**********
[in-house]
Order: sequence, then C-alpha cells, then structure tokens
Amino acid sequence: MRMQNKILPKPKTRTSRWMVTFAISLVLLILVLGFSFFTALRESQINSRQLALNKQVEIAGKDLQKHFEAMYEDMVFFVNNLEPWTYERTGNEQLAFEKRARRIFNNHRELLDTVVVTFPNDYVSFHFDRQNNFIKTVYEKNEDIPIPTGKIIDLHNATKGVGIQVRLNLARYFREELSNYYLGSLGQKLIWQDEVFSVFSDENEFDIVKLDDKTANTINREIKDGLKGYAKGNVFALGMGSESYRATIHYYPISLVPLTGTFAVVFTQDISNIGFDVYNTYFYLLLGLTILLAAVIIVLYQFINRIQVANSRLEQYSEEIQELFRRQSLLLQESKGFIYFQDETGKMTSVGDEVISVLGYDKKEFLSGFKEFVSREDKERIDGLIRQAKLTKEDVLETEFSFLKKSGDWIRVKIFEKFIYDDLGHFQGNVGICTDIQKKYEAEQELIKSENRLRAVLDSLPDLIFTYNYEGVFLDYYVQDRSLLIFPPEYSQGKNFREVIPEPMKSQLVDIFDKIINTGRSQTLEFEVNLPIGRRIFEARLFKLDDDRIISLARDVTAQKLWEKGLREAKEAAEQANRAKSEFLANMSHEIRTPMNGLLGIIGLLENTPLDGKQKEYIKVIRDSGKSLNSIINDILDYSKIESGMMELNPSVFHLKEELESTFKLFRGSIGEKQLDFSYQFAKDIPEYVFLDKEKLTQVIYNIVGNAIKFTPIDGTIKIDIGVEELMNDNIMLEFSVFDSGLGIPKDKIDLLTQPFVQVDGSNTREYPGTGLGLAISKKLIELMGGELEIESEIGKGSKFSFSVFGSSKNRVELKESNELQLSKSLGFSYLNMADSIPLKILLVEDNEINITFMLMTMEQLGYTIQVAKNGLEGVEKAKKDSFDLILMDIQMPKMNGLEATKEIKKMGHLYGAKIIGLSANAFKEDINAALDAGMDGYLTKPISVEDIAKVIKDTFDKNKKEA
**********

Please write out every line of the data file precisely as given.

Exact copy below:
[in-house]
Order: sequence, then C-alpha cells, then structure tokens
Amino acid sequence: MRMQNKILPKPKTRTSRWMVTFAISLVLLILVLGFSFFTALRESQINSRQLALNKQVEIAGKDLQKHFEAMYEDMVFFVNNLEPWTYERTGNEQLAFEKRARRIFNNHRELLDTVVVTFPNDYVSFHFDRQNNFIKTVYEKNEDIPIPTGKIIDLHNATKGVGIQVRLNLARYFREELSNYYLGSLGQKLIWQDEVFSVFSDENEFDIVKLDDKTANTINREIKDGLKGYAKGNVFALGMGSESYRATIHYYPISLVPLTGTFAVVFTQDISNIGFDVYNTYFYLLLGLTILLAAVIIVLYQFINRIQVANSRLEQYSEEIQELFRRQSLLLQESKGFIYFQDETGKMTSVGDEVISVLGYDKKEFLSGFKEFVSREDKERIDGLIRQAKLTKEDVLETEFSFLKKSGDWIRVKIFEKFIYDDLGHFQGNVGICTDIQKKYEAEQELIKSENRLRAVLDSLPDLIFTYNYEGVFLDYYVQDRSLLIFPPEYSQGKNFREVIPEPMKSQLVDIFDKIINTGRSQTLEFEVNLPIGRRIFEARLFKLDDDRIISLARDVTAQKLWEKGLREAKEAAEQANRAKSEFLANMSHEIRTPMNGLLGIIGLLENTPLDGKQKEYIKVIRDSGKSLNSIINDILDYSKIESGMMELNPSVFHLKEELESTFKLFRGSIGEKQLDFSYQFAKDIPEYVFLDKEKLTQVIYNIVGNAIKFTPIDGTIKIDIGVEELMNDNIMLEFSVFDSGLGIPKDKIDLLTQPFVQVDGSNTREYPGTGLGLAISKKLIELMGGELEIESEIGKGSKFSFSVFGSSKNRVELKESNELQLSKSLGFSYLNMADSIPLKILLVEDNEINITFMLMTMEQLGYTIQVAKNGLEGVEKAKKDSFDLILMDIQMPKMNGLEATKEIKKMGHLYGAKIIGLSANAFKEDINAALDAGMDGYLTKPISVEDIAKVIKDTFDKNKKEA